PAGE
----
People take down the United Kingdom's flag from outside the European Union Parliament in Brussels,on Brexit Day, January 31, 2020
People take down the United Kingdom's flag from outside the European Union Parliament in Brussels,on Brexit Day, January 31, 2020 Image Credit: AFP

London: The UK begins life outside the European Union burdened by economic ills that have gone unresolved for more than a decade.

From anaemic growth to wage stagnation, the problems broadly come down to the abject weakness of productivity since the financial crisis. Each hour worked today is delivering just 2 per cent more economic output than it did at the end of 2007, making Britain one of the worst performers among Group of Seven nations.

The challenge is not lost on Prime Minister Boris Johnson, who has pledged to lift growth to pre-crisis rates and “level up” underperforming regions of northern England and the Midlands. But there is no quick fix, as the Bank of England vividly illustrated on Thursday when it delivered the biggest downgrade to its forecasts since the aftermath of the Brexit referendum in 2016.

Wage packet

Nowhere has the productivity malaise been felt more keenly than in wage packets.

Living standards are only now returning to the levels they reached in early 2008. Had real earnings instead maintained their pre-crisis trend, the average worker would be more than £7,000 (Dh33,945 or $9,200) a year better off today.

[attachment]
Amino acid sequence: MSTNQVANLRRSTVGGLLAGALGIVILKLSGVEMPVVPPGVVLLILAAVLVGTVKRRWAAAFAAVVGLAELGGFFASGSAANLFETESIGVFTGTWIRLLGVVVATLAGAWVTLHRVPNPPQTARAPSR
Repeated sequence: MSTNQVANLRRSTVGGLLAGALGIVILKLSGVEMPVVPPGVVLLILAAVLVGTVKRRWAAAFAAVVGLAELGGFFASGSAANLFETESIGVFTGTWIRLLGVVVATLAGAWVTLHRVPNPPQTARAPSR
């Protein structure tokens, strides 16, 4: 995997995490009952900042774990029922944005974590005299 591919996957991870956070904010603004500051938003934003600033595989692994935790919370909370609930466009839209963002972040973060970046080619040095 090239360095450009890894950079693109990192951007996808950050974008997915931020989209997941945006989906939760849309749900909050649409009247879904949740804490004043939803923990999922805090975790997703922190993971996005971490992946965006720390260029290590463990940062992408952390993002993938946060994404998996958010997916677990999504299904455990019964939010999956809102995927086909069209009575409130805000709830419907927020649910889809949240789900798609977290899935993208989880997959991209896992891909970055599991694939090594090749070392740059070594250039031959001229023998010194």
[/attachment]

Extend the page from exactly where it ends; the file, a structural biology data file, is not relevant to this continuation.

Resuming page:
A tight labour market should sustain nominal earnings growth above 3 per cent — faster than inflation — but a return to the pre-crisis average of close to 5 per cent is unlikely.

Britain has relied heavily on a plentiful supply of labour to drive the economy, with more than 3 million jobs created over the past six years. Many people, including older employees, found themselves needing to work to make up for the squeeze on earnings. Now there is little slack left and post-Brexit immigration curbs could exacerbate the shortage of potential workers. Faster economic growth will require companies to get more out of their existing staff.

Johnson is throwing off austerity and preparing to spend in an effort to galvanise growth. If he delivers on his election pledges, the economy could get a significant fiscal stimulus equal to more than 1 per cent of GDP next year. Much of it will come in the form of extra infrastructure spending, which does more to lift output than money spent on public services. The government is hoping to kick-start private investment that has been on hold amid the uncertainty over Brexit. All eyes will be on Chancellor Sajid Javid’s March 11 budget.

Johnson won the election by persuading working-class, pro-Brexit voters in traditional Labour heartlands to back his Conservative Party for the first time. As he attempts to shift the political agenda away from looming trade talks with the EU and toward domestic issues, the premier is promising to tackle the wide disparities between regions. London and southeast England significantly outperform other parts of the country, with the productivity gulf no narrower than it was in 2008.

With characteristic exuberance, Johnson says his goal is to “unleash Britain’s potential.” His critics fear the country could be left in the past if Brexit damages commerce with its biggest trading partner and deprives the economy of productivity-enhancing foreign skills, innovation and investment.